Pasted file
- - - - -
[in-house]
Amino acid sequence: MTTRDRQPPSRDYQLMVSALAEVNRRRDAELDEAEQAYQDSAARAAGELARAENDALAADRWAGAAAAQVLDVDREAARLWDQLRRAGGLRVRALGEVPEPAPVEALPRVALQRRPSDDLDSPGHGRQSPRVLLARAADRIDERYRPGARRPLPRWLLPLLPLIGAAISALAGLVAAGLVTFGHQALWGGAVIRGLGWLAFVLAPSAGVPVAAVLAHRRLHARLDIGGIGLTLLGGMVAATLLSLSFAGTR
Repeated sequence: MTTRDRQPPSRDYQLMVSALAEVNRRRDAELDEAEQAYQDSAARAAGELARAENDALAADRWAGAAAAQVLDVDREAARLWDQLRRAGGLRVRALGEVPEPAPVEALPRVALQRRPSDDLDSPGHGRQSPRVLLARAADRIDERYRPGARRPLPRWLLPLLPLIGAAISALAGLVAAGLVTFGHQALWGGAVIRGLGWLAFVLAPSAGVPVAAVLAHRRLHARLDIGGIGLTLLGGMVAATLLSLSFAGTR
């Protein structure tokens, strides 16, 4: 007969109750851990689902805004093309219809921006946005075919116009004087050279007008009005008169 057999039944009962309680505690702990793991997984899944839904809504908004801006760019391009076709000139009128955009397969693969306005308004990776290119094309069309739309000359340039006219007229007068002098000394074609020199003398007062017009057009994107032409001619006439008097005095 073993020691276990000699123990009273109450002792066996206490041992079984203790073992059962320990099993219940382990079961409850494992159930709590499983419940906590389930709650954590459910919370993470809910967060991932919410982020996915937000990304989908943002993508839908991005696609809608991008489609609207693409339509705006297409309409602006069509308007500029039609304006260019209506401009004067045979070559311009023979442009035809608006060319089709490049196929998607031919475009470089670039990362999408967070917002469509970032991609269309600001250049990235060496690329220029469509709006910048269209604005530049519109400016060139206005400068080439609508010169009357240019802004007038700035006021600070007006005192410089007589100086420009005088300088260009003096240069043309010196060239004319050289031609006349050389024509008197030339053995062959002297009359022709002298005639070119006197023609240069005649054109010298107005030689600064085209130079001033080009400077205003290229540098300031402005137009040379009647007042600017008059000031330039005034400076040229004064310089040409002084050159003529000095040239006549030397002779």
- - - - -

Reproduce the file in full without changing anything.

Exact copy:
[in-house]
Amino acid sequence: MTTRDRQPPSRDYQLMVSALAEVNRRRDAELDEAEQAYQDSAARAAGELARAENDALAADRWAGAAAAQVLDVDREAARLWDQLRRAGGLRVRALGEVPEPAPVEALPRVALQRRPSDDLDSPGHGRQSPRVLLARAADRIDERYRPGARRPLPRWLLPLLPLIGAAISALAGLVAAGLVTFGHQALWGGAVIRGLGWLAFVLAPSAGVPVAAVLAHRRLHARLDIGGIGLTLLGGMVAATLLSLSFAGTR
Repeated sequence: MTTRDRQPPSRDYQLMVSALAEVNRRRDAELDEAEQAYQDSAARAAGELARAENDALAADRWAGAAAAQVLDVDREAARLWDQLRRAGGLRVRALGEVPEPAPVEALPRVALQRRPSDDLDSPGHGRQSPRVLLARAADRIDERYRPGARRPLPRWLLPLLPLIGAAISALAGLVAAGLVTFGHQALWGGAVIRGLGWLAFVLAPSAGVPVAAVLAHRRLHARLDIGGIGLTLLGGMVAATLLSLSFAGTR
């Protein structure tokens, strides 16, 4: 007969109750851990689902805004093309219809921006946005075919116009004087050279007008009005008169 057999039944009962309680505690702990793991997984899944839904809504908004801006760019391009076709000139009128955009397969693969306005308004990776290119094309069309739309000359340039006219007229007068002098000394074609020199003398007062017009057009994107032409001619006439008097005095 073993020691276990000699123990009273109450002792066996206490041992079984203790073992059962320990099993219940382990079961409850494992159930709590499983419940906590389930709650954590459910919370993470809910967060991932919410982020996915937000990304989908943002993508839908991005696609809608991008489609609207693409339509705006297409309409602006069509308007500029039609304006260019209506401009004067045979070559311009023979442009035809608006060319089709490049196929998607031919475009470089670039990362999408967070917002469509970032991609269309600001250049990235060496690329220029469509709006910048269209604005530049519109400016060139206005400068080439609508010169009357240019802004007038700035006021600070007006005192410089007589100086420009005088300088260009003096240069043309010196060239004319050289031609006349050389024509008197030339053995062959002297009359022709002298005639070119006197023609240069005649054109010298107005030689600064085209130079001033080009400077205003290229540098300031402005137009040379009647007042600017008059000031330039005034400076040229004064310089040409002084050159003529000095040239006549030397002779």